There were words Jack never said. He had no reason to say them when he was deployed to places he tried not to think about, no one to say them to after he retired, and no right to say them once he joined the Stargate Program. He had seen the words on the lips of wives or girlfriends, in the eyes of children.
He found them on his tongue when they opened the gate and he watched people he cared about—people he loved—go somewhere he couldn’t follow, not anymore, not again. He found them against his teeth when he picked up the phone in his too-big office in a city he hated always hated to hear names of people who would never walk back through the gate, whose tags had been brought back, or hadn’t been, because sometimes there wasn’t even that much left, because choices had to be made, and they never wanted to leave anybody behind, but the living should always choose the living.
He chewed them with his too-expensive food that tasted like ashes in his mouth because nothing tasted quite right when he didn’t know if they were safe. He drank them with his beer, sometimes too much when something was going wrong, when the people he cared about were in danger and there wasn’t a thing he could do about it.
He thought them to the children playing in parks he passed on the runs that were more like jogs because damn it, but his doctors were probably right that he needed new knees. He repeated the thoughts to their parents, who wouldn’t be walking into the unknown situations through the gate but the known situations in Iraq, Afghanistan, whatever new hellhole needed people with guns and not enough will to live to know that their lives were worth something while they were still breathing. Because he had seen what that did to Sarah, to Charlie, to Carter, and they needed to raise more Carters, but God, he wanted to spare them that pain.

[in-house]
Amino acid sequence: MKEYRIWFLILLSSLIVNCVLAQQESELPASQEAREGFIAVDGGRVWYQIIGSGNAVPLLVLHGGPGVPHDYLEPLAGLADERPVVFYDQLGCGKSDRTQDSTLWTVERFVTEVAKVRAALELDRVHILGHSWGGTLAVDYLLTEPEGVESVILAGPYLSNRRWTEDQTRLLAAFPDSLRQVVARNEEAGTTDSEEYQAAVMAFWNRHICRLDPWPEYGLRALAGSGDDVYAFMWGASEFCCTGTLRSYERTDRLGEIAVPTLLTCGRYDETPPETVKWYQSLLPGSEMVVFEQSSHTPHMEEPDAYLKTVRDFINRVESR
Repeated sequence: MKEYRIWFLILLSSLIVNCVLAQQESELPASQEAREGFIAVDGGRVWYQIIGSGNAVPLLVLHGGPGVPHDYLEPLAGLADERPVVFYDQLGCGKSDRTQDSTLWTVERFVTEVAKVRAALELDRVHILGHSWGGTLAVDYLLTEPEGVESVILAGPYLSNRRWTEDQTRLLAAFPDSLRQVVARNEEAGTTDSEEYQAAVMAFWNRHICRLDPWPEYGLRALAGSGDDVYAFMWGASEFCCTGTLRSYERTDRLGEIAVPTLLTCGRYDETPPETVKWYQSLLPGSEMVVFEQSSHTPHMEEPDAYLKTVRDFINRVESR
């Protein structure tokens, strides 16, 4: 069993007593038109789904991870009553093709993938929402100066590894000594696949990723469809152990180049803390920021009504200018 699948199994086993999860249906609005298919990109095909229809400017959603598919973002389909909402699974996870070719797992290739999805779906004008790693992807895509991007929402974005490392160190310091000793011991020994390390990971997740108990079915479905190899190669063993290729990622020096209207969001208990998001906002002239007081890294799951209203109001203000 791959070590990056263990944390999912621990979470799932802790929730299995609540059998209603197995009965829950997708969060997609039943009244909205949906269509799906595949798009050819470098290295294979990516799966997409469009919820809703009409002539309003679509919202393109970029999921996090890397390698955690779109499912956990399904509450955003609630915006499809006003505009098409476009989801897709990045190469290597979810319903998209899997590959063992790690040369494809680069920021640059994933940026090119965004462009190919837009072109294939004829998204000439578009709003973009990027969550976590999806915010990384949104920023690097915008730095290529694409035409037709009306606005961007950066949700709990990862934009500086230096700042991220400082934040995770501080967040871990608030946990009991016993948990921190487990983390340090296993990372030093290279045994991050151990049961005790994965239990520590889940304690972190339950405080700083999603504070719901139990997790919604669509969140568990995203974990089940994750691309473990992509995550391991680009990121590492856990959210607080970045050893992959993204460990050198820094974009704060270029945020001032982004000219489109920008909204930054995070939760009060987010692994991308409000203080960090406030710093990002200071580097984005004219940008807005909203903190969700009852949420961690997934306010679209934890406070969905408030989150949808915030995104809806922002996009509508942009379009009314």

He pressed them behind his lips when in bed with her, because he knew she didn’t sleep on the ship, like he hadn’t slept on missions, not really, because there were people relying on them, and she was curled against him now, both exhausted and tense like she forgot during her time on the ship how to relax, how to breathe. And he couldn’t bear to wake her, because no matter that he wanted to see her looking at him with eyes that should not be that blue, he wanted more for her to live. He would give anything for her to live, but he couldn’t, because if she lived to the loss of all else, it would be no life, not for her, and he would have lost her anyway. And perhaps because he didn’t love her enough, or he loved her too much, that he would not give up the world for her.
He felt them when listening to Daniel. Daniel, who he had broken; Daniel, who had become a soldier because he had no choice. Daniel, who he had watched turn angry, his hair being cut short as he lost bits of Sha’re and Skaara and Abydos and gave his life too many times for a world that would never know
He breathed them around Teal’c, who had given up his life for a world he hadn’t known. Teal’c, who kept fighting, older than any of them would ever live to be, wiser than any of them would ever be, who kept fighting because he wanted not only a free world but a good one. Teal’c, who knew and said nothing because he knew just as well that speaking the words out loud wouldn’t solve anything.
He wrote them on resignation letters he shredded as soon as they were finished, love letters he burned. Because the words had to go somewhere or he would tear himself apart from the inside out, and shredded or burned, they couldn’t do anything.
There were words Jack never said. Because it wasn’t something he could ask of someone, no matter how much he loved them, no matter how much he wanted them to be safe. Because that wasn’t a position he had the right to put anyone in, especially not the people he cared about.
Because he was afraid that, one day, they might say yes.